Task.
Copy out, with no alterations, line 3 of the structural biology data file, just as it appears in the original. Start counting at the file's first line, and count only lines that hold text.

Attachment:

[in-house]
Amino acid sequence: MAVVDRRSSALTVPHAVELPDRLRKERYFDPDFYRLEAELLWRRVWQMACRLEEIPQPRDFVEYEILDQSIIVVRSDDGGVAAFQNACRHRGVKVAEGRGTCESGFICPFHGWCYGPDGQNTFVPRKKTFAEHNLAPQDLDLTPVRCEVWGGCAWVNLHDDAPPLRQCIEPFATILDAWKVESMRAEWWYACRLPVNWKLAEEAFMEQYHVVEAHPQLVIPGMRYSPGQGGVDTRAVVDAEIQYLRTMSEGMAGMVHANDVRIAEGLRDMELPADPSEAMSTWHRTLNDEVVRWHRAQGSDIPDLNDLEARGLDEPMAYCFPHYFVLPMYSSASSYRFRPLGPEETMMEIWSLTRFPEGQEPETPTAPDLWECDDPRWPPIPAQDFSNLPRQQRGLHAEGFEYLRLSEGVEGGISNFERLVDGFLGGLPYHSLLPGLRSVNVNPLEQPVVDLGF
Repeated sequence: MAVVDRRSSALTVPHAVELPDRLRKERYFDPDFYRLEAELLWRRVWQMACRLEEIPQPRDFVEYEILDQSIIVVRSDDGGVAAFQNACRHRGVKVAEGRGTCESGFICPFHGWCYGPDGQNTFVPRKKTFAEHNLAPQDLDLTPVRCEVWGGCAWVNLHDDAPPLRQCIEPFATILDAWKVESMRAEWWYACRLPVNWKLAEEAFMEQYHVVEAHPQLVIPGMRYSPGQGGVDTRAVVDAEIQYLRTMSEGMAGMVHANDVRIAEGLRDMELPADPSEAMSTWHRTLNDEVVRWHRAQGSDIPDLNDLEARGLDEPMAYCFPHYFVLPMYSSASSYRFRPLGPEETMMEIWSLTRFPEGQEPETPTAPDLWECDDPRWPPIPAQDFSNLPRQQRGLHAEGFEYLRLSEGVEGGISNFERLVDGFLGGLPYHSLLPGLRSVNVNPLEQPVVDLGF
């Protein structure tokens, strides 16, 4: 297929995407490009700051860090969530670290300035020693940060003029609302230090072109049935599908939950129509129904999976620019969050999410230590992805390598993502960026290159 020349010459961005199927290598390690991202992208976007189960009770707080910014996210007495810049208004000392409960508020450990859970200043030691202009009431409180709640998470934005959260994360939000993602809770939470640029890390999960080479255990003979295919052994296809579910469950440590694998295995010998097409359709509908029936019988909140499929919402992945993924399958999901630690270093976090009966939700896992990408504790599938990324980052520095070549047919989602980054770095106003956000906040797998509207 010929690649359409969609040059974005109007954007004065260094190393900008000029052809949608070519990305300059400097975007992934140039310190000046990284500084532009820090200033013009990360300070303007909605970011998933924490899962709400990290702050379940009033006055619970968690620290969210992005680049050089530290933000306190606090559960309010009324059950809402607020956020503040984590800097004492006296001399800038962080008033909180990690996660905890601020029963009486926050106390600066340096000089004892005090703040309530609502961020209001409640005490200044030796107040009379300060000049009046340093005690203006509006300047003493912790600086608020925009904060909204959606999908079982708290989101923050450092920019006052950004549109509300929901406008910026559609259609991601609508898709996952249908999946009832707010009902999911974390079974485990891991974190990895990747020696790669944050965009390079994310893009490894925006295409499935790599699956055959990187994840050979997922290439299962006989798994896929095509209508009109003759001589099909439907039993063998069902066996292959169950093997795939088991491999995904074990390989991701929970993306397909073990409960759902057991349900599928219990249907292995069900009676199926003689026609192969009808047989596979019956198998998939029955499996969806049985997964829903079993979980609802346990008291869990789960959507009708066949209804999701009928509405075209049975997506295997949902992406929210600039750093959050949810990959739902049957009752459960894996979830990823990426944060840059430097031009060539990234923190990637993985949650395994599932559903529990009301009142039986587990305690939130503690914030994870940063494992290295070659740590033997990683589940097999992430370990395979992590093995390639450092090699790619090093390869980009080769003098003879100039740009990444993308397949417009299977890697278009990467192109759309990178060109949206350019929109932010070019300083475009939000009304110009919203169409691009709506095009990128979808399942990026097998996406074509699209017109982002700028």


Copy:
Repeated sequence: MAVVDRRSSALTVPHAVELPDRLRKERYFDPDFYRLEAELLWRRVWQMACRLEEIPQPRDFVEYEILDQSIIVVRSDDGGVAAFQNACRHRGVKVAEGRGTCESGFICPFHGWCYGPDGQNTFVPRKKTFAEHNLAPQDLDLTPVRCEVWGGCAWVNLHDDAPPLRQCIEPFATILDAWKVESMRAEWWYACRLPVNWKLAEEAFMEQYHVVEAHPQLVIPGMRYSPGQGGVDTRAVVDAEIQYLRTMSEGMAGMVHANDVRIAEGLRDMELPADPSEAMSTWHRTLNDEVVRWHRAQGSDIPDLNDLEARGLDEPMAYCFPHYFVLPMYSSASSYRFRPLGPEETMMEIWSLTRFPEGQEPETPTAPDLWECDDPRWPPIPAQDFSNLPRQQRGLHAEGFEYLRLSEGVEGGISNFERLVDGFLGGLPYHSLLPGLRSVNVNPLEQPVVDLGF